The majority of Americans have fair credit--they are neither exemplary financial citizens nor complete borrower deadbeats--particularly younger people who have had less time to learn the ropes of personal finance and are less likely to be locked into a long-term career. There are many ways to both deal with having only fair credit and to ameliorate it involving effective communication with lenders and sensible personal finance practices.
Video of the Day
There is no technically defined range for a fair credit score, but most agree that any range between 640 and 680 could be considered fair. Anything worse than 640 and many lenders will either be very cautious or will not offer loans to you at all. People with scores over 680 are offered some of the best rates, and are generally not very far from achieving good or excellent credit ratings.
People who have fair credit ratings either have one or two delinquent accounts, have a demonstrated pattern of failing to pay back revolving credit balances in full or may have a very poor debt to income ratio. In many cases, a downgraded credit rating can merely indicate an error on the credit history. It is good practice to check up on your credit report regularly to ensure that it is accurate and up to date, particularly after paying off large debts.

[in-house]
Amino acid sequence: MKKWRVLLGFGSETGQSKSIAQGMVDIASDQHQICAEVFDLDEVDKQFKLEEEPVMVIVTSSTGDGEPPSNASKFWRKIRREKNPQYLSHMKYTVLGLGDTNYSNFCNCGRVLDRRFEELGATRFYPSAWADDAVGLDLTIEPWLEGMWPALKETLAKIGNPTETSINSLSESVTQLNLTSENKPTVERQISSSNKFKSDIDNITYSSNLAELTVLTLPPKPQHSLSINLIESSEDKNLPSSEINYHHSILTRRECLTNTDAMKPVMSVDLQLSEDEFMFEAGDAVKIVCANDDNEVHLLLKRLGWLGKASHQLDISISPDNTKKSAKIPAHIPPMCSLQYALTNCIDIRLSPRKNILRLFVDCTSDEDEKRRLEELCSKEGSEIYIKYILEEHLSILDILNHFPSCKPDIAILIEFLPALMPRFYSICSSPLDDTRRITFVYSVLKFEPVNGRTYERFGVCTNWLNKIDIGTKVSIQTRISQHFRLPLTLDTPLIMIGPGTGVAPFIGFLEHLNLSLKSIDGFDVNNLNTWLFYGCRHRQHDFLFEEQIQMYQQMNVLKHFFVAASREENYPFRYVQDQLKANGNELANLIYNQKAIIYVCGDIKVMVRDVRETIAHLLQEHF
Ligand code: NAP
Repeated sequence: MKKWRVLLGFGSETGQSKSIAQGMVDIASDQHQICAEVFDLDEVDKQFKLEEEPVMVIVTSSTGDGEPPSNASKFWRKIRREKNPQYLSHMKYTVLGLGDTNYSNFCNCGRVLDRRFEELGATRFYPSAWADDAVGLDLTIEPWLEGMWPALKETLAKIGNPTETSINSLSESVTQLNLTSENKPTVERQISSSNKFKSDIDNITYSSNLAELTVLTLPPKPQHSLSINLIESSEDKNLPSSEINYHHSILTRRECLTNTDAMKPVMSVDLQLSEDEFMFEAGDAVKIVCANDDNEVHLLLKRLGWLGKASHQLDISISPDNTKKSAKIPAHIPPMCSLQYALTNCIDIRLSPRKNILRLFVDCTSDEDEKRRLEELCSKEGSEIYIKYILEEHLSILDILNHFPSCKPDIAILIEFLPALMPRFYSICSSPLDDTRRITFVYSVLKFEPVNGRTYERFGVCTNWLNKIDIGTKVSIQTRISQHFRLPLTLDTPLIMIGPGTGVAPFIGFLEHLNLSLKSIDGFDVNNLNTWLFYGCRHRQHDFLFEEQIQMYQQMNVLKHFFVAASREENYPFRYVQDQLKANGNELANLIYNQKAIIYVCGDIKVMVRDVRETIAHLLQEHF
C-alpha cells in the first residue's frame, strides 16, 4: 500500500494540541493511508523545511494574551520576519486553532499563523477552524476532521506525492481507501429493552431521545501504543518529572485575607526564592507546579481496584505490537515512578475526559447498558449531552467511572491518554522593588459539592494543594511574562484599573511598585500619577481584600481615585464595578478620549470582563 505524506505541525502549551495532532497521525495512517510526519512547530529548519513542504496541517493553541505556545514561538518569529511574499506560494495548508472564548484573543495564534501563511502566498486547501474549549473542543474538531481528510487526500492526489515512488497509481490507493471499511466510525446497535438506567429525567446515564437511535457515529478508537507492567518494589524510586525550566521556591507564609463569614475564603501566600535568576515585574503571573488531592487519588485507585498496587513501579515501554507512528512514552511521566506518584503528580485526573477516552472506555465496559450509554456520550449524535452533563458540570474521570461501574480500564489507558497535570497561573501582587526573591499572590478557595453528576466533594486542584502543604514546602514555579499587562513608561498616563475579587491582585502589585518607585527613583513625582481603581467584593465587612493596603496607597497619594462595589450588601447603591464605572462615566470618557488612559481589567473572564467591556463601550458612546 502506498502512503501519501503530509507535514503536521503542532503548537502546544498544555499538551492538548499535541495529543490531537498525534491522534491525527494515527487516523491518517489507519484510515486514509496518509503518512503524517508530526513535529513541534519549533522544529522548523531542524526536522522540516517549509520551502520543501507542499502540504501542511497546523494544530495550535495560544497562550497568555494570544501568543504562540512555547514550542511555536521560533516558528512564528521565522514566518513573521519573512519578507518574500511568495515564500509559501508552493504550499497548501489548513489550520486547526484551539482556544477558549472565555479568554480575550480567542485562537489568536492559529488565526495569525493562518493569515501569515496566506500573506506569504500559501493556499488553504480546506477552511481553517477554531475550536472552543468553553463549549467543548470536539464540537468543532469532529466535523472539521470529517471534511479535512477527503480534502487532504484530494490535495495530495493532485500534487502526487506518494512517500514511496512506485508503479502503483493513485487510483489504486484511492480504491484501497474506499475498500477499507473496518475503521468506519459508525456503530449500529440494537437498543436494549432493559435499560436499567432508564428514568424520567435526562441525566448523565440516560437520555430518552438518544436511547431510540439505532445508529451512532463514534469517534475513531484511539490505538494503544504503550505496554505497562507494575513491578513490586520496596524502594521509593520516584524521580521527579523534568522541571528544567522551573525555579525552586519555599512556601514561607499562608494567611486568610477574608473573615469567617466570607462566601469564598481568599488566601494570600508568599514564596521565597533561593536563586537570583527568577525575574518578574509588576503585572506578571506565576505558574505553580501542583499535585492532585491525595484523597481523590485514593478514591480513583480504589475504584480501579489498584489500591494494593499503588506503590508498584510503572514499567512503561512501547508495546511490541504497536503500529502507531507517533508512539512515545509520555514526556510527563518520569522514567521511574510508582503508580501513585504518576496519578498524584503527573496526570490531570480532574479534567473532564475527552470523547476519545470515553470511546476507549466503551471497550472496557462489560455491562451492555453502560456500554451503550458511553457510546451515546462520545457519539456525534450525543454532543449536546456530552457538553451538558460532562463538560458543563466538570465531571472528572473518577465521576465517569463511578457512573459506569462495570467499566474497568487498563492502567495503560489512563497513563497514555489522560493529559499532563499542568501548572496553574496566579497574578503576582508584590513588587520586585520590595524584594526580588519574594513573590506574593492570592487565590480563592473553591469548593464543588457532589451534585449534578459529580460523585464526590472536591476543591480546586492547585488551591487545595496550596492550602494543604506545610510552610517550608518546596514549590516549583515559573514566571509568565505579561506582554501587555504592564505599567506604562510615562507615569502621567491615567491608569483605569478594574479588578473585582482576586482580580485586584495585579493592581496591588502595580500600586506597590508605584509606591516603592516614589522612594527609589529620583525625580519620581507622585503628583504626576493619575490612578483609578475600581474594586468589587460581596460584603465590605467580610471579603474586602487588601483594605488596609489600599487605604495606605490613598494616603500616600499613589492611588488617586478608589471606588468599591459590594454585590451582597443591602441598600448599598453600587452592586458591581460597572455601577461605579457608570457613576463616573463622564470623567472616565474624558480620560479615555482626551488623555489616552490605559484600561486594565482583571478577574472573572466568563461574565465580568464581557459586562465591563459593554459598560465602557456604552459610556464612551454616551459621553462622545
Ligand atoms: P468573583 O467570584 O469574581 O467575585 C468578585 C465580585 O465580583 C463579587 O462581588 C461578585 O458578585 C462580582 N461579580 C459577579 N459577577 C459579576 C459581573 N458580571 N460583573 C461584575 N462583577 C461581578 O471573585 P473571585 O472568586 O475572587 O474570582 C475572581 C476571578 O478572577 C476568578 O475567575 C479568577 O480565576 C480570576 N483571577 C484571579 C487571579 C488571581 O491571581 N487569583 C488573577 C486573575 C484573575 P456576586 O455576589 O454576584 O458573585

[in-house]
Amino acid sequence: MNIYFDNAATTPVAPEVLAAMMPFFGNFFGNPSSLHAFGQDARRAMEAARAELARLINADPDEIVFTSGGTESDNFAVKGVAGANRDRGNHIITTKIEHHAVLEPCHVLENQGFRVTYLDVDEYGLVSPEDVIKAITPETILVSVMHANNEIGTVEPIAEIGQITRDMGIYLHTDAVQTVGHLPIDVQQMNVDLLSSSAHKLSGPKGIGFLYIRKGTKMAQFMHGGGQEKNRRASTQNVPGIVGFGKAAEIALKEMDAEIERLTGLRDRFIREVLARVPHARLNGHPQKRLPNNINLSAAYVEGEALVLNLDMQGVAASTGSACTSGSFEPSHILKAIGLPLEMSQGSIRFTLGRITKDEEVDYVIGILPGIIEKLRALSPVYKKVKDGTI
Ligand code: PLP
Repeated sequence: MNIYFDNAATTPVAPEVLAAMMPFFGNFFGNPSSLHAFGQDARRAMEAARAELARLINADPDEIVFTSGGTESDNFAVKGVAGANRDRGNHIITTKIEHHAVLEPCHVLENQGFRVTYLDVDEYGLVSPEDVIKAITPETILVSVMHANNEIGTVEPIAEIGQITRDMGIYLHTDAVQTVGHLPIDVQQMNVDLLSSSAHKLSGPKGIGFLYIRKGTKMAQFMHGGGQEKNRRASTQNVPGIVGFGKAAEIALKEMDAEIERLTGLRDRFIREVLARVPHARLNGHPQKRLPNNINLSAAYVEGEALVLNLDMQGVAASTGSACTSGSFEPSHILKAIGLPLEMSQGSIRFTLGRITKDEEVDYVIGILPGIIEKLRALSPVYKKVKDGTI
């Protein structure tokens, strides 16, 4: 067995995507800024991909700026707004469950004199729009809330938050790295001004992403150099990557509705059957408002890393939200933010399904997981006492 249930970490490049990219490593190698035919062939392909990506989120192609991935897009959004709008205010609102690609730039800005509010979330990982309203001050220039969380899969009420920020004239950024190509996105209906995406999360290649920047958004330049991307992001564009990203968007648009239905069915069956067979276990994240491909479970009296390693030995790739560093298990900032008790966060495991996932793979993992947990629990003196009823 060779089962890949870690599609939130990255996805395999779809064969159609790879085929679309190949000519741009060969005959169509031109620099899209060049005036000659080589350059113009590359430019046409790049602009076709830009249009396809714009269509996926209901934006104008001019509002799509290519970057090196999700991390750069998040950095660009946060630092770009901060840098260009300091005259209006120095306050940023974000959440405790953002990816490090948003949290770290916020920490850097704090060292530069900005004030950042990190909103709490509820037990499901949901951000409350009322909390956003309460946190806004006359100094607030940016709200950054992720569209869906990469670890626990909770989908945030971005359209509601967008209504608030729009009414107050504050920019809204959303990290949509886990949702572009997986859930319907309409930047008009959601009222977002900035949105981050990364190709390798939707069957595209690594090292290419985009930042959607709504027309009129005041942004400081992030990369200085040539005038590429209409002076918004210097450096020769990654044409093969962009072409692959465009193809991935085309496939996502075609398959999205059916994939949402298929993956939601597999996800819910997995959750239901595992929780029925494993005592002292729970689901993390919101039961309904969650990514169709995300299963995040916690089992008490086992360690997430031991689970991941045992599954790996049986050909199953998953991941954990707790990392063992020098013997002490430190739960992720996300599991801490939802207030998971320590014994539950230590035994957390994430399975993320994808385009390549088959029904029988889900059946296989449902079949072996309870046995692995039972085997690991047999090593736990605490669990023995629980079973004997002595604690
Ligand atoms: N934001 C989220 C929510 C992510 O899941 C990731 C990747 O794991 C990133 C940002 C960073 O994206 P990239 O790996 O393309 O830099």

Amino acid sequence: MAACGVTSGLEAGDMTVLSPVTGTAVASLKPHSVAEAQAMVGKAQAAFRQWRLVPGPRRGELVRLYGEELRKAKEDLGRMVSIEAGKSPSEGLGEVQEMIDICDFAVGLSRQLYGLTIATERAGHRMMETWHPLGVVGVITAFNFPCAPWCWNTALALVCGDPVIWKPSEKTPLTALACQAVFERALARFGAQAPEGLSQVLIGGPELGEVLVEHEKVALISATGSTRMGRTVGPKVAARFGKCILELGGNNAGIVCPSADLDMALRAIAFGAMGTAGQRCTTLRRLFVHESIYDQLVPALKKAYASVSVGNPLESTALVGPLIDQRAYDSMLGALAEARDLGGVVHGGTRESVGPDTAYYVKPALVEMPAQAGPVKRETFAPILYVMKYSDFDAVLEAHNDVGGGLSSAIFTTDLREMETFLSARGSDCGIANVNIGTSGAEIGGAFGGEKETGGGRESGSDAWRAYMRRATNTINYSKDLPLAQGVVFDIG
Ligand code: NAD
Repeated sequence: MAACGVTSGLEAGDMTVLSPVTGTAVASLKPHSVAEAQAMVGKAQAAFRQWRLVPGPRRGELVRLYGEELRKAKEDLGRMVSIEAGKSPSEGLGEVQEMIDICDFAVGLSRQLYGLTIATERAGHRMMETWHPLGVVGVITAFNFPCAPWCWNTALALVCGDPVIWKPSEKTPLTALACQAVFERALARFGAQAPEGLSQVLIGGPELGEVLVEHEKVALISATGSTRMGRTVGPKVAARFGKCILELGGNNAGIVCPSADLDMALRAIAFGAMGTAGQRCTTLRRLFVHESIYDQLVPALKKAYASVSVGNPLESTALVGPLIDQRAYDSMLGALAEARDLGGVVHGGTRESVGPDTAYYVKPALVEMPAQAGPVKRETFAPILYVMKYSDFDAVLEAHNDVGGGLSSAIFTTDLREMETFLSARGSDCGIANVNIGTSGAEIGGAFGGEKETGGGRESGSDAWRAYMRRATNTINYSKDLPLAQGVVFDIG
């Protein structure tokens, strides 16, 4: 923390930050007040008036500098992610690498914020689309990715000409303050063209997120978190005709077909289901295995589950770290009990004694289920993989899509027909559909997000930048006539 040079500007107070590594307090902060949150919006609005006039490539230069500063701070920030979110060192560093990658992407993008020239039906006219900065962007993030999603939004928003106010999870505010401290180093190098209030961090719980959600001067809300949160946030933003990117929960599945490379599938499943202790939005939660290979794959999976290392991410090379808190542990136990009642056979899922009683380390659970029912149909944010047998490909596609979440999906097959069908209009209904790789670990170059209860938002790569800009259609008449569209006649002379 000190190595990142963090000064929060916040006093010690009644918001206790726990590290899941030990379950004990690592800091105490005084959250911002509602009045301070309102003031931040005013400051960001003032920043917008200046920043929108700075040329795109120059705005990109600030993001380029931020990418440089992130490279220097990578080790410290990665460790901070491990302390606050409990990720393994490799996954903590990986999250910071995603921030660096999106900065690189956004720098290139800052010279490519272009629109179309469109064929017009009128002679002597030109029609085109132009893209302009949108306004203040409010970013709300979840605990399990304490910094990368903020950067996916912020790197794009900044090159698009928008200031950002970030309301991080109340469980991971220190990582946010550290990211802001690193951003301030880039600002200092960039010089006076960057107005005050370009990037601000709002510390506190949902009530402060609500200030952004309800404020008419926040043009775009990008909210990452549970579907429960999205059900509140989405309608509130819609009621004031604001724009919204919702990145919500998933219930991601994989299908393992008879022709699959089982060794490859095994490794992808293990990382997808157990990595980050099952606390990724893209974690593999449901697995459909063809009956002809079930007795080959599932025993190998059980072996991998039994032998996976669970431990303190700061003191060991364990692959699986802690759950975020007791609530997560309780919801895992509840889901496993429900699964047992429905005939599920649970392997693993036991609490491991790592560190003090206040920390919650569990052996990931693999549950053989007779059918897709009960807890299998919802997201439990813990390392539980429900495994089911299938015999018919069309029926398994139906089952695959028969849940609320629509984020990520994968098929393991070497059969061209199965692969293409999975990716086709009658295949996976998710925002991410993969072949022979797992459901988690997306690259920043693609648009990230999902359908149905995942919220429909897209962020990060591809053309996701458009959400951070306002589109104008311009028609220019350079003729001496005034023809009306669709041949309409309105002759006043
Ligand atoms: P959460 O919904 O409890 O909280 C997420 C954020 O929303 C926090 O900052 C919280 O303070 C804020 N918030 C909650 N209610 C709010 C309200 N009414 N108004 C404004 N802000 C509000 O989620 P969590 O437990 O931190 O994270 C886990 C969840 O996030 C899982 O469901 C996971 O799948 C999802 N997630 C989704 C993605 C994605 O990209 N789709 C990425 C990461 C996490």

People with fair credit often have to work slightly harder to get access to loans at good rates. Negotiating with creditors can often have surprisingly beneficial effects on the loans that you are offered. Merely the evidence of a capacity to negotiate is considered a positive indicator by financial institutions. One good tactic for improving loan rates is to ask to pay a higher down payment in return for better interest rates. Some foresight and planning can save you substantial amounts of money.
Many people with fair credit can find it difficult to get approved for a lease at many relatively exclusive apartment buildings. Some solutions can involve getting a co-signer for the lease, providing proof of income, putting down a larger deposit or even providing months of rent in advance. These positive steps can demonstrate that despite your tarnished credit, you are sufficiently responsible and financially healthy enough to be a good tenant.
Many people end up hovering at a fair credit score, convinced that it is "good enough." This is a very risky proposition, particularly as credit markets have tightened significantly. It can be quite easy for someone with fair credit to drop precipitously to a bad credit rating after only a few missing payments. Many credit card companies have taken to aggressively slashing lines of credit, and mortgage holders with adjustable rates to increase minimum payments required without warning. Preparing for the worst will help you persevere, and perhaps improve your fair credit score.